Egypt’s Long Path to Nuclear Power

egypt-nuclear-powerUS President Nixon offered to build eight nuclear power plants for Egypt during the Cold War; Matt questions whether the first such plant will finally be built by 2019?

How long is its worth waiting on your country to build its first nuclear power plant? If you are Egyptian, the answer is 45 years. That is if everything goes according to plan. According to The National, the Egyptian energy authorities have announced that by the end of year they will issue an international tender for the construction of a nuclear power plant in the Al-Dabaa region to be completed in 2019.

The final decision on the location was reportedly taken by Egyptian President Hosni Mubarak. The Al-Dabaa region along the Mediterranean coast is known for its beaches, and the local tourism industry was concerned how tourists would feel about sharing the beaches with a nuclear power plant.

A long and winding road

If the new plant is completed on time then it will have taken Egypt 45 years to capitalise on an offer made in 1974 by then U.S. President Richard Nixon, who offered to help build eight nuclear power plants to sway the most populous Arab nation to abandon the Soviet Union and join the West during the Cold War.

The idea of nuclear power was however not an imported idea since Egyptian President Gamal Abdel Nasser had already established the Egyptian Atomic Energy Commission in 1955.

But the shell shock that Egypt suffered following the defeat by Israel in the 1967 war and the Chernobyl nuclear disaster in 1986 put the plans on hold until now when the need to provide electricity to an ever growing population has forced the government’s hand.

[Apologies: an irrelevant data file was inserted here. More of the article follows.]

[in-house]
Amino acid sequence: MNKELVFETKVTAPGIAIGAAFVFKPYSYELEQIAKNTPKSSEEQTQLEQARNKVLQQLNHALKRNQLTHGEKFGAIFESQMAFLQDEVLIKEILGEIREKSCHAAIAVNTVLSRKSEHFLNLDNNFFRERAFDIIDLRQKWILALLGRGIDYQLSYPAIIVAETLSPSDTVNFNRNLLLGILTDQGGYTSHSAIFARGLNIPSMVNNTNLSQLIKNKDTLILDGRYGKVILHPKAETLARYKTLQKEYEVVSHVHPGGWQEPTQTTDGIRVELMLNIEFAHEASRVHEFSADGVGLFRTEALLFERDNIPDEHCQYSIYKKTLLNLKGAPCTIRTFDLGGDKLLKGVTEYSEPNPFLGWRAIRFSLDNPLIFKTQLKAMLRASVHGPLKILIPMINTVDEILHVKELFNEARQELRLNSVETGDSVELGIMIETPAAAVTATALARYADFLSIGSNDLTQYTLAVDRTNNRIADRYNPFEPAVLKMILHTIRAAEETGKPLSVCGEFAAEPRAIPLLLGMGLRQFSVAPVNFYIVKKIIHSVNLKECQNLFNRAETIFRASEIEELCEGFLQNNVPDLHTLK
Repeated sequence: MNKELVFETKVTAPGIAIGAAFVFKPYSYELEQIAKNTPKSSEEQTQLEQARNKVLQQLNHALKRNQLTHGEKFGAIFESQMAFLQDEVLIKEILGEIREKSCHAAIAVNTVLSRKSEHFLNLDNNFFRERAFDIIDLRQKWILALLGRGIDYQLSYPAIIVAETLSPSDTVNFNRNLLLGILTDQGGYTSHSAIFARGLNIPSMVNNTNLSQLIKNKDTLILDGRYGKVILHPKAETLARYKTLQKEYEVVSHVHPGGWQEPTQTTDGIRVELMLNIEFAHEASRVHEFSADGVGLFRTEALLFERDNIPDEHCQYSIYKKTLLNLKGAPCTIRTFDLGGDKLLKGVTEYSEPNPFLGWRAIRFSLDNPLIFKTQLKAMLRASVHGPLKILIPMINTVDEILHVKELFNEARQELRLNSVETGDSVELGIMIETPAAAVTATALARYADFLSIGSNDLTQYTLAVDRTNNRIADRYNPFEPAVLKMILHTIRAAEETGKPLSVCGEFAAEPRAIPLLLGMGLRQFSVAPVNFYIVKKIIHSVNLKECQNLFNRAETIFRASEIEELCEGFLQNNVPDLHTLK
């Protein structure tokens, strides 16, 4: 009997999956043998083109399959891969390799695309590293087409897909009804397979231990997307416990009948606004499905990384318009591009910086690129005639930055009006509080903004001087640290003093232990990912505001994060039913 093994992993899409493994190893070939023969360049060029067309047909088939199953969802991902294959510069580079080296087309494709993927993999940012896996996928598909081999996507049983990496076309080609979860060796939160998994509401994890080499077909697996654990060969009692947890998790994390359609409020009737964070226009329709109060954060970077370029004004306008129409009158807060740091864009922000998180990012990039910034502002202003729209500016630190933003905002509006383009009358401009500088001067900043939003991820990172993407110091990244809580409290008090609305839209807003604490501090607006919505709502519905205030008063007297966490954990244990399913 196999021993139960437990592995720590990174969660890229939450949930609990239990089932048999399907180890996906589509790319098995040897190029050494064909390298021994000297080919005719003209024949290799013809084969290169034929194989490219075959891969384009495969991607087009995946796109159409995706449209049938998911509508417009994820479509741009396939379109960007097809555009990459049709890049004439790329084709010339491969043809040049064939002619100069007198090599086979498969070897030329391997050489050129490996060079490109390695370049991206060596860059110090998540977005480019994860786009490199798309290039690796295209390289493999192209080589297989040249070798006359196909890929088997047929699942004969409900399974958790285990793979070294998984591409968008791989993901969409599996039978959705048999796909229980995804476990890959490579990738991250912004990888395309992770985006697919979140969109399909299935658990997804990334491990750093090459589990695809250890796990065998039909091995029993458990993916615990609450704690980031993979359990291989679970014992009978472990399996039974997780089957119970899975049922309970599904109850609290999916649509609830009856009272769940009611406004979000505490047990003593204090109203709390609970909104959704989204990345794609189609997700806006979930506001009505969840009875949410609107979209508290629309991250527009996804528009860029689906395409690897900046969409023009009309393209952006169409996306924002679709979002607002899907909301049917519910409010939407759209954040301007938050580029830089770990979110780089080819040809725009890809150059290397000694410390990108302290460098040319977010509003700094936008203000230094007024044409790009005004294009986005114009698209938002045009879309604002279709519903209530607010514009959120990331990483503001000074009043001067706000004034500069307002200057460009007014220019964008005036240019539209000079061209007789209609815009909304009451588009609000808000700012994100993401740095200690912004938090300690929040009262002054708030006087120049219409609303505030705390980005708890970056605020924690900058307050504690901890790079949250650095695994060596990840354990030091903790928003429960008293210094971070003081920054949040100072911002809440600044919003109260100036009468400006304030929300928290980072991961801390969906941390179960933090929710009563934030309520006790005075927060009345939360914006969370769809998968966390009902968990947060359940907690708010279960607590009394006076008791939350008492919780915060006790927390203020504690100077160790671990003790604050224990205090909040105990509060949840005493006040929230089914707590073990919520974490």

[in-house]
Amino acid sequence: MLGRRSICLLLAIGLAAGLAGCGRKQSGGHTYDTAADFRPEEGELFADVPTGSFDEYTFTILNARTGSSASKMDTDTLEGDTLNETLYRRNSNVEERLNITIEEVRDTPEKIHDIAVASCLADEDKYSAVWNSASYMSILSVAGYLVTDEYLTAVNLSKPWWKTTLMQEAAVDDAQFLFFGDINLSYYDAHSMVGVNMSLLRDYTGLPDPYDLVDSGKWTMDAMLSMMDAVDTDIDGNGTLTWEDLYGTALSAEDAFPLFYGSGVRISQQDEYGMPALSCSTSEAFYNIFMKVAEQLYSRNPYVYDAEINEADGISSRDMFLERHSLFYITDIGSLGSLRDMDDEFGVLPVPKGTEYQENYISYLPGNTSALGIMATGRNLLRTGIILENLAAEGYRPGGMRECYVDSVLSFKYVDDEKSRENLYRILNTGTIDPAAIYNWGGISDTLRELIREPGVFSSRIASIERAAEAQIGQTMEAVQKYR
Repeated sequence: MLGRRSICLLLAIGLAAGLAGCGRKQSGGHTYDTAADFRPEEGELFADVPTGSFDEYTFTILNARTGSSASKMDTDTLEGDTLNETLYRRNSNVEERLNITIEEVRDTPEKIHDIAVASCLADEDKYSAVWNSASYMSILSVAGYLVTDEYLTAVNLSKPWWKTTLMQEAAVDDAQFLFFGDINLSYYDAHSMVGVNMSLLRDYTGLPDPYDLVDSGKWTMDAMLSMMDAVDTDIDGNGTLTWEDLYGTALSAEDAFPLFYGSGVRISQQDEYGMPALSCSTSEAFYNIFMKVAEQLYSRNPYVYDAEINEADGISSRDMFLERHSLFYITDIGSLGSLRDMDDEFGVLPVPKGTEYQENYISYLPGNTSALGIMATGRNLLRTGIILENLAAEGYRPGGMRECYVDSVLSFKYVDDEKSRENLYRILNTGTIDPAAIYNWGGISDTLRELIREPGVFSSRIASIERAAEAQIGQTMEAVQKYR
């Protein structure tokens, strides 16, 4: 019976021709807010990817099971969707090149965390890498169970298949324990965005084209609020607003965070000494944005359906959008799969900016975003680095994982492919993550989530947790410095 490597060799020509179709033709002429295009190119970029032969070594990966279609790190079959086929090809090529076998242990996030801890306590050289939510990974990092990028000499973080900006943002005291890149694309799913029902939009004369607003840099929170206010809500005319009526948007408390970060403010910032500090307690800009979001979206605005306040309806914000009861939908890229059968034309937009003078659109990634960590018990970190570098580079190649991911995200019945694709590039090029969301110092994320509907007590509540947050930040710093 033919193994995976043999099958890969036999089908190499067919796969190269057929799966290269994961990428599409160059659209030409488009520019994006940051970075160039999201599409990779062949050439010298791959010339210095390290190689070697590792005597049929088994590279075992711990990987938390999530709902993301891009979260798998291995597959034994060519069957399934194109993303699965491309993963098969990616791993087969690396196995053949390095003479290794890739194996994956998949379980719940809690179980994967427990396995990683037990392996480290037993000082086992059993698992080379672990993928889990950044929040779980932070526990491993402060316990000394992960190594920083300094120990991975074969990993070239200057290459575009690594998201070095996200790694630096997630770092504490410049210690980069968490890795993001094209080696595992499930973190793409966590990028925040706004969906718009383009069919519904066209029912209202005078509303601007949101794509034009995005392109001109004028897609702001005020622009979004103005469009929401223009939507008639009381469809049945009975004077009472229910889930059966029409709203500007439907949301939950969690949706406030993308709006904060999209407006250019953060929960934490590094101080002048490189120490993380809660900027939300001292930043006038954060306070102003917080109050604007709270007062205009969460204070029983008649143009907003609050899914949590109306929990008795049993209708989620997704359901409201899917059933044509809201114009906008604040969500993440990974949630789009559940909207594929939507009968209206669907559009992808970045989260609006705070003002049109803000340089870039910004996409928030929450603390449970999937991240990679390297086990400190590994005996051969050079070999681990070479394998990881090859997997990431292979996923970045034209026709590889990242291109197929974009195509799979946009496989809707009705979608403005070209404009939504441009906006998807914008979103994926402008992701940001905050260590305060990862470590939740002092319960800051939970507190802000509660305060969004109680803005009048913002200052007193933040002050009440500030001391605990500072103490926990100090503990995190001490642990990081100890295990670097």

A strive to diversify

The discovery of natural gas in the 1990s, which provides 80 to 90% of today’s energy needs, also delayed the nuclear decision.

However, the Egyptian government does not plan to rely solely on nuclear power as it has set a 2020 deadline for diversifying its energy production so that 20% comes from renewable sources.

“I personally consider burning oil in the 21st century a crime. We are now mature enough to maximise our energy mix,” Ibrahim al Oseiry, a former IAEA official and an energy and nuclear affairs consultant in Egypt’s ministry of energy and electricity told The National.

“Before, for example, we used wood to get energy. Now no one is using wood. Then they started to use coal and then they started to use oil. Now, in the 21st century, it is a crime to burn oil when we have other energy resources.”

Photo by the HeyRocker and story by The National

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